For the high power models which violate this fire containment requirement, will my house insurance cover me if my PC lights the house on fire ?
    This requirement could be met by using separate outputs for +12 to motherboard and +12 to drives.
    Fire danger is a good reason not to use acrylic windows on a PC case.
  • Anonymous User - Wednesday, August 6, 2003 - link

    "Several months ago, we published our first power supply roundup."

    Do you mean this one from 42 months ago? :)

  • Anonymous User - Wednesday, August 6, 2003 - link

    pretty sweet review,
    the noise results were v interesting - does this mean that any computer without ECC memory is inherantly unstable?
  • Anonymous User - Wednesday, August 6, 2003 - link

    Hm... The memory test makes me wonder. Two things basically:

    1) How do you know the errors really are caused by the PSU? The figures suggest that it is, but have all other possible sources been ruled out? The numbers are low, and could be random variations for all I know.

    2) If memory content changes during 6 hours without read or write (and only the normal refresh), what does that mean for reliability on computers with up-times of months or even years? On the other hand, this could be the reason servers have ECC memory...
  • Anonymous User - Wednesday, August 6, 2003 - link

    Without wishing to be defamatory, Q-Tec units suck. In life you get what you pay for. These units have no safety circuits at all. They are of 'unlimited' design and the only control mechanism is when a component blows up. In so doing it may well take your mobo etc with it. Their top of the range unit provides less power on the 3.3v and 5v rails that most quality 300 watt units.
  • Anonymous User - Wednesday, August 6, 2003 - link

    You show the 'actual combined' on the huge EG651 Enermax at 200 watts. This is less than some 300 watt units. Why did you not highlight this? And why do Enermax put a 651 number on a 550 watt unit? Everyone else uses the number as the rated power figure.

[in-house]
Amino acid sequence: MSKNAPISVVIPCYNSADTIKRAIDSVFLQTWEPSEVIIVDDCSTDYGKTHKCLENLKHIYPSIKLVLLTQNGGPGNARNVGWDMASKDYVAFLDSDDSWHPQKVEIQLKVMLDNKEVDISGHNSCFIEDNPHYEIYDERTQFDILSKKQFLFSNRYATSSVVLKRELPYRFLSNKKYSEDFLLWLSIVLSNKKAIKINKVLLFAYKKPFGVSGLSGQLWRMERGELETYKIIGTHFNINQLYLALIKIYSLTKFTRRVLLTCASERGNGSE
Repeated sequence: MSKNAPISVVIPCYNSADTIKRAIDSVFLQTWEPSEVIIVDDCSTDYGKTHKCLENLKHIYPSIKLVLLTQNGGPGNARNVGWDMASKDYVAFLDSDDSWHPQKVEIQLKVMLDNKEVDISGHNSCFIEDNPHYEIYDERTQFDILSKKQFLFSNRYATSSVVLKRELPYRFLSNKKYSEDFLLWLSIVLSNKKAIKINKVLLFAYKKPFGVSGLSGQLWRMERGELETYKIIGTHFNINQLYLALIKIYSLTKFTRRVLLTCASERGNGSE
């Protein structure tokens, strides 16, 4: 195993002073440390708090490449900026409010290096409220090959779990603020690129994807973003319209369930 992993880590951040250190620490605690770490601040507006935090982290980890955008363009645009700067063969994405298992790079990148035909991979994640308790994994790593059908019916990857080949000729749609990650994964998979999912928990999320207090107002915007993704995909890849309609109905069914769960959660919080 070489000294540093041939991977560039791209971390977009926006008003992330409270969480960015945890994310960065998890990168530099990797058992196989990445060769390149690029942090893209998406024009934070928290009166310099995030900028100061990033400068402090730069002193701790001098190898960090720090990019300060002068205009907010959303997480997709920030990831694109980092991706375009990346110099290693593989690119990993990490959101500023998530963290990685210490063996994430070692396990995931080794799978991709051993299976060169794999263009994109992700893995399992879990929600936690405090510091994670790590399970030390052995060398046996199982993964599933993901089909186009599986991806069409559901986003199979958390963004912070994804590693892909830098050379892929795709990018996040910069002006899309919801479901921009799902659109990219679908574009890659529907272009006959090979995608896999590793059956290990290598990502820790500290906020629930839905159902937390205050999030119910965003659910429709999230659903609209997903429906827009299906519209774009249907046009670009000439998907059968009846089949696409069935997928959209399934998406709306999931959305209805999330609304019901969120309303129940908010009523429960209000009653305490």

• Goi - Wednesday, August 6, 2003 - link

    I'd like to see reviews of Heroichi(HEC), aka Compucase, as well as Enlight, Topower and if possible Verudium PSUs. Also, the "ripple" measurements were only taken over a 30-60s duration, and only at full load. Other than the fact that what was measured isn't called "ripple" but actually the voltage fluctuation on the individual voltage rail, 30-60s sounds like a very short time window, and this should be measured both at idle and load conditions, since we all know that voltages tend to fluctuate when going from idle to load conditions and/or vice versa.
  • Anonymous User - Wednesday, August 6, 2003 - link

    How about Topower PSU's? I have seen a review elsewhere that says their 400W has similar performance to Enermax's (at a much lower price), but it was nowhere near as in-depth as your article.
  • Anonymous User - Tuesday, August 5, 2003 - link

    Antec 330 true power's performance on 12v is not enough for a P4 or high end video card? Funny, I have both and haven't had a problem........
  • Anonymous User - Tuesday, August 5, 2003 - link

    I personally thought the Antec True Power 330 was shining a little bit in this review. With 31.0 - 34.5 dBa noise, 26.5 - 33.8 C temp, on the lower end of memory errors, and a little tighter voltages than the average, it seems like it gives you the best combination of all categories. The only thing we're missing is some of the wattage testing. What do you guys think? And what about some of the other True Power product line - perhaps the 430 since 330 is at the lower end of PSU size that I would like to get for the power usage of any new computer (the True Control 550 is in a different product line than the True Power).